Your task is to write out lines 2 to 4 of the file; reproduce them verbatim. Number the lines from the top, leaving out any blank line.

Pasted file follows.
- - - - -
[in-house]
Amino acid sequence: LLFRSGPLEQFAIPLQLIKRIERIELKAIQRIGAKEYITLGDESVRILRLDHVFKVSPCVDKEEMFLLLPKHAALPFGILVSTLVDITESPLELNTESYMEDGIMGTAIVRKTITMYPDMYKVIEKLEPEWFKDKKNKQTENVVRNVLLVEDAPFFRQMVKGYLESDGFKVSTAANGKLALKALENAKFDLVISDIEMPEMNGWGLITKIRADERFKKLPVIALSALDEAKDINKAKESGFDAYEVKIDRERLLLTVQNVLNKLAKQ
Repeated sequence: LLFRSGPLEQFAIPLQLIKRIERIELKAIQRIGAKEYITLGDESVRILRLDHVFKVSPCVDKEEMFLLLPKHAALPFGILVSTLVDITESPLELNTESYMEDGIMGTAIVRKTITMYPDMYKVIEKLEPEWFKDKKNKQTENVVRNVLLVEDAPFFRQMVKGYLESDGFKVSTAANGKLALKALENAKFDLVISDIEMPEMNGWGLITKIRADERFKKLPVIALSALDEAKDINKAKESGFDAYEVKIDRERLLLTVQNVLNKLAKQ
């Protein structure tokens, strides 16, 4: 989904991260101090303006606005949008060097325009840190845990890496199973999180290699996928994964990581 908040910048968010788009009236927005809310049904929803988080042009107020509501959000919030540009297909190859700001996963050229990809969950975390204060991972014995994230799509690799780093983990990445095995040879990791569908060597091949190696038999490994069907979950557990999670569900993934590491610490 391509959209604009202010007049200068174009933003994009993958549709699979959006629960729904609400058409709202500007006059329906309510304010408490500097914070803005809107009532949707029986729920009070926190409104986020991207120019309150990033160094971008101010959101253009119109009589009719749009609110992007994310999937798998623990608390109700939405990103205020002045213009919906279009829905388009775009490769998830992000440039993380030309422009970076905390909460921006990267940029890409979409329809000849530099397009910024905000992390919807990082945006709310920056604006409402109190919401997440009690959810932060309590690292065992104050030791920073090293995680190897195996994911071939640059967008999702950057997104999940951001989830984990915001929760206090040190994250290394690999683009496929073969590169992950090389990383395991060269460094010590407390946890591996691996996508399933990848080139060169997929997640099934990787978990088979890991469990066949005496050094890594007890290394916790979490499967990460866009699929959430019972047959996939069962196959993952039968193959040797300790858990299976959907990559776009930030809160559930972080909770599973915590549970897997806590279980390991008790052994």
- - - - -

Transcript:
Amino acid sequence: LLFRSGPLEQFAIPLQLIKRIERIELKAIQRIGAKEYITLGDESVRILRLDHVFKVSPCVDKEEMFLLLPKHAALPFGILVSTLVDITESPLELNTESYMEDGIMGTAIVRKTITMYPDMYKVIEKLEPEWFKDKKNKQTENVVRNVLLVEDAPFFRQMVKGYLESDGFKVSTAANGKLALKALENAKFDLVISDIEMPEMNGWGLITKIRADERFKKLPVIALSALDEAKDINKAKESGFDAYEVKIDRERLLLTVQNVLNKLAKQ
Repeated sequence: LLFRSGPLEQFAIPLQLIKRIERIELKAIQRIGAKEYITLGDESVRILRLDHVFKVSPCVDKEEMFLLLPKHAALPFGILVSTLVDITESPLELNTESYMEDGIMGTAIVRKTITMYPDMYKVIEKLEPEWFKDKKNKQTENVVRNVLLVEDAPFFRQMVKGYLESDGFKVSTAANGKLALKALENAKFDLVISDIEMPEMNGWGLITKIRADERFKKLPVIALSALDEAKDINKAKESGFDAYEVKIDRERLLLTVQNVLNKLAKQ
């Protein structure tokens, strides 16, 4: 989904991260101090303006606005949008060097325009840190845990890496199973999180290699996928994964990581 908040910048968010788009009236927005809310049904929803988080042009107020509501959000919030540009297909190859700001996963050229990809969950975390204060991972014995994230799509690799780093983990990445095995040879990791569908060597091949190696038999490994069907979950557990999670569900993934590491610490 391509959209604009202010007049200068174009933003994009993958549709699979959006629960729904609400058409709202500007006059329906309510304010408490500097914070803005809107009532949707029986729920009070926190409104986020991207120019309150990033160094971008101010959101253009119109009589009719749009609110992007994310999937798998623990608390109700939405990103205020002045213009919906279009829905388009775009490769998830992000440039993380030309422009970076905390909460921006990267940029890409979409329809000849530099397009910024905000992390919807990082945006709310920056604006409402109190919401997440009690959810932060309590690292065992104050030791920073090293995680190897195996994911071939640059967008999702950057997104999940951001989830984990915001929760206090040190994250290394690999683009496929073969590169992950090389990383395991060269460094010590407390946890591996691996996508399933990848080139060169997929997640099934990787978990088979890991469990066949005496050094890594007890290394916790979490499967990460866009699929959430019972047959996939069962196959993952039968193959040797300790858990299976959907990559776009930030809160559930972080909770599973915590549970897997806590279980390991008790052994």